Henry Rono - A Story of Triumph
An epic masterwork full of great pain and tragedy, and even greater redemption and joy

Who Is Henry Rono?

In 81 days during the spring and summer of 1978, Henry Rono broke four middle-distance world records, accomplishing the most ferocious assault on the track-and-field record books in the history of the sport.

This is what Henry Rono is known for.

However, it is not who Henry Rono is.

Once one knows the whole story of Rono's life with its bouts of alcoholism and intermittent homelessness, his encounters with corrupt coaches, agents, and athletic officials who left both his spirit and bank account broken, his self-imposed but necessary exile from his homeland, and his eventual salvation through his pursuit of a teaching career his prodigious world-record setting reads like a mere footnote to an epic masterwork full of great pain and tragedy, and even greater redemption and joy. One can begin to appreciate him.

Henry Rono was born a poor Nandi boy in Kenya's Rift Valley. After an accident he suffered when he was two, doctors believed he would never again walk. This would be the first of countless obstacles Rono would have to overcome in order to pursue his two life goals: to first become the greatest runner in the world, and then to become the best teacher he could be.

Rono's first goal was accomplished in 1978, when he was considered not only the greatest track-and-field athlete in the world hands down, but also by many to be the worlds greatest athlete, period. His second and greater goal, to become a teacher, was longer in coming.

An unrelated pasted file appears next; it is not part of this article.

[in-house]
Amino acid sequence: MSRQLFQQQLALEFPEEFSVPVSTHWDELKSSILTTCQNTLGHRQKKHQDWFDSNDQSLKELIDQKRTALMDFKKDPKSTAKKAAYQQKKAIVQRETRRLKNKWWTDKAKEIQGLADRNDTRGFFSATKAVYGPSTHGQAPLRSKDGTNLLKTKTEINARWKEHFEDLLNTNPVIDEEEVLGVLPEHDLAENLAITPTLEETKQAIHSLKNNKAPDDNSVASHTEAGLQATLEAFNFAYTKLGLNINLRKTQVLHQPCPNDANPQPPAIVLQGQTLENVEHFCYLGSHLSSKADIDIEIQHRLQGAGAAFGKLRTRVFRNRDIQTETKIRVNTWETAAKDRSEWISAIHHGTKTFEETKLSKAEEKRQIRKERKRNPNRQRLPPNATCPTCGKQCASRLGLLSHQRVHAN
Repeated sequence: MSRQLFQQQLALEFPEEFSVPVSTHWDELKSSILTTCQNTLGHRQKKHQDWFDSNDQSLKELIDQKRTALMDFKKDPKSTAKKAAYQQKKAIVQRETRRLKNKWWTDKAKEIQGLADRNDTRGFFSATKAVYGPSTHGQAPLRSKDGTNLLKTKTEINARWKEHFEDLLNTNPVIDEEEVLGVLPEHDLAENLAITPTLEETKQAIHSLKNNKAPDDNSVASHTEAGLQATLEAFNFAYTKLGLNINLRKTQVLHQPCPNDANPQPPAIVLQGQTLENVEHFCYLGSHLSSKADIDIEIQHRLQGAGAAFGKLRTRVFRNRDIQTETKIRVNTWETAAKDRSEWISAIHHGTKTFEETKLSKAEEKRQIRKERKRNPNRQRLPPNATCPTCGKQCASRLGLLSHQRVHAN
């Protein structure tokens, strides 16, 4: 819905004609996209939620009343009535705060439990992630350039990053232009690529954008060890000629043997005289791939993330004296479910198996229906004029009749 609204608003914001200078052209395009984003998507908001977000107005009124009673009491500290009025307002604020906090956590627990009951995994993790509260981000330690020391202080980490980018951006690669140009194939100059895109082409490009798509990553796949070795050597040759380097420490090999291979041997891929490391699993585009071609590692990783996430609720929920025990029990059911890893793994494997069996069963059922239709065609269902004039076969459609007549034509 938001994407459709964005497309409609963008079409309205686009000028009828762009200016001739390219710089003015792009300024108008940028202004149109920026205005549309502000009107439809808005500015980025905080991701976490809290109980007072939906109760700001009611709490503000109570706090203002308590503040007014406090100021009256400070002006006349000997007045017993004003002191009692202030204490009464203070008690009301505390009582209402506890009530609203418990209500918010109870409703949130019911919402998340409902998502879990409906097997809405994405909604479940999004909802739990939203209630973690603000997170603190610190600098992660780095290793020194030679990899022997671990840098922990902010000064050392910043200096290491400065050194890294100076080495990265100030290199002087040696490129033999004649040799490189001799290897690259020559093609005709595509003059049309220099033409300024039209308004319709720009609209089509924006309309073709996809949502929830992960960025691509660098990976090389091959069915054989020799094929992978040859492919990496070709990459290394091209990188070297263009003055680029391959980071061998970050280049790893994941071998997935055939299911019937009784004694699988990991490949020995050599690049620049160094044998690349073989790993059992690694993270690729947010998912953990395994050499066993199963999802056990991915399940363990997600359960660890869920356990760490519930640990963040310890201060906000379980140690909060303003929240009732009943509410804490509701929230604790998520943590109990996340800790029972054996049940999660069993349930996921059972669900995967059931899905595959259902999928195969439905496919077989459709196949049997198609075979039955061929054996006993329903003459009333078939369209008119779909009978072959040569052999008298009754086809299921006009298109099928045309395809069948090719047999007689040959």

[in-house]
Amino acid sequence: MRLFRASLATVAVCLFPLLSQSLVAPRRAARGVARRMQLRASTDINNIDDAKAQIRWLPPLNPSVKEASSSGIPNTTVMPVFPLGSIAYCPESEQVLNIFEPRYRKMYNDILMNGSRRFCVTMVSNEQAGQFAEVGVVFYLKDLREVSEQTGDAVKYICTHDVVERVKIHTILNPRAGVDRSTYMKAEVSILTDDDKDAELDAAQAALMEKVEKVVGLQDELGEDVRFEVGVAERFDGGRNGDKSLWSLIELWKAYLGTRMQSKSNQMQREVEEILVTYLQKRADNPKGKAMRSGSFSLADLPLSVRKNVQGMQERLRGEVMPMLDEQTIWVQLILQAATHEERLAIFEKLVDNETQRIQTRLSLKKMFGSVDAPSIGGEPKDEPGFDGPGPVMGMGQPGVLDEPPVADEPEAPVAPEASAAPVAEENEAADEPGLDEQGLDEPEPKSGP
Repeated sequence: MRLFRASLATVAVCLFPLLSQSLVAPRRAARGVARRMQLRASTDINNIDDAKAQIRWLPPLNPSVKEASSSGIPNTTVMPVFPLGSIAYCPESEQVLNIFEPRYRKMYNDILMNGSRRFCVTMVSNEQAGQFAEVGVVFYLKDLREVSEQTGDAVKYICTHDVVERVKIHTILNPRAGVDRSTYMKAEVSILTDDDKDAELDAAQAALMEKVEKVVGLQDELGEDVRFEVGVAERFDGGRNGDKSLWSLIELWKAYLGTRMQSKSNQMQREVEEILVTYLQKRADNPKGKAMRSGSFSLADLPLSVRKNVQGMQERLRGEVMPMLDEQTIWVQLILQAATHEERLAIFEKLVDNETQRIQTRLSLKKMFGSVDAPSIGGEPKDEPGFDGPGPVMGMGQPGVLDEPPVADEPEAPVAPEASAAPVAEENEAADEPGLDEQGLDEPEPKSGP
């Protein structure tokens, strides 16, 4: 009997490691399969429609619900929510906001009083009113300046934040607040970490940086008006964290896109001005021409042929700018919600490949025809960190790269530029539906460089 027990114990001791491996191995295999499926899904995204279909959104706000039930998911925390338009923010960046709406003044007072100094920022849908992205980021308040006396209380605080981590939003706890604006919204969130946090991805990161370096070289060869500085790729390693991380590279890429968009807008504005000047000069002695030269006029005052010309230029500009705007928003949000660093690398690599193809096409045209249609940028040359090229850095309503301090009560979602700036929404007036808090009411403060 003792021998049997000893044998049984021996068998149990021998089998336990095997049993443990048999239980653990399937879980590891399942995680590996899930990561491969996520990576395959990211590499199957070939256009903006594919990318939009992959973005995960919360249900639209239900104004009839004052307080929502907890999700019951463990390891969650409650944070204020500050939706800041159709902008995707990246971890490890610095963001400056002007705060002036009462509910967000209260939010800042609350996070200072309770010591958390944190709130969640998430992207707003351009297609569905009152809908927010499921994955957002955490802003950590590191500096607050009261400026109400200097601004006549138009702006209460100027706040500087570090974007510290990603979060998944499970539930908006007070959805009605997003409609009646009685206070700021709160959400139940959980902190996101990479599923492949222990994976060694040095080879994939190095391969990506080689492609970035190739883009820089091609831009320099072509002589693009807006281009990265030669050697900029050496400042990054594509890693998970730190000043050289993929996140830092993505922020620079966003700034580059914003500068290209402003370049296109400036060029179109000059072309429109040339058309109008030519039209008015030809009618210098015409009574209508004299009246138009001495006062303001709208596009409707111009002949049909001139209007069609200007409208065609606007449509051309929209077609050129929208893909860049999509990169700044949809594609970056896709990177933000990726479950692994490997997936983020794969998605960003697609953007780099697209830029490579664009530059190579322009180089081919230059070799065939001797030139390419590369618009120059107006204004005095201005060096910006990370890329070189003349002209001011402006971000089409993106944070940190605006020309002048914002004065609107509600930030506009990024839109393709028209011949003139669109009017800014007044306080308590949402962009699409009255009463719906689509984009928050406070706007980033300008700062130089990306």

In many ways, Rono's success on the track served as an impediment to his dream of becoming a professional teacher. Once Rono became a star, everyone wanted to manage both him and his bank account from his college coach at Washington State, John Chaplin, to greedy agents and meet directors, as well as the corrupt Kenyan athletic officials whose boycotts of the 1976 and 1980 Olympics turned Rono's dreams of Olympic gold into Olympic smoke rings. Nobody took (or at least wanted to take) Rono seriously when he said he was more interested in finishing his degree and becoming a high school teacher than in becoming a millionaire runner. Most officials, agents, and coaches involved in Rono's life wanted him to serve as a personal moneymaker, and so they did everything they could to discourage and sabotage Rono's pursuit of an education and his dream of teaching. The corruption he dealt with pushed Rono to twenty years of alcoholism and even occasional homelessness.

When, during the mid-1990s, Rono was sober and ready to return to a stable life and pursue his teaching career, the coaches, agents, and Kenyan athletic officials who had claimed to be his friends and advocates during the peak of his running career had long abandoned him and refused to help him to get back on his feet. The most dramatic anecdote of such abandonment came in 1995 when Rono was looking to find any type of work. The Nike celebrity from the 1980's went to the company's headquarters in Beaverton, Oregon to beg them to hire him to clean their floors. Nike turned him down.

However, as Rono likes to say, he never quit during a race'and through sheer will and tenacity he pulled himself from years of wandering and destitution to become a fulltime teacher who is currently pursuing a graduate degree in special education.

This is the life story of Henry Rono, whose descent from triumph to abyss, and whose subsequent ascent from abyss to triumph, are perhaps steeper than those of any athlete in history.

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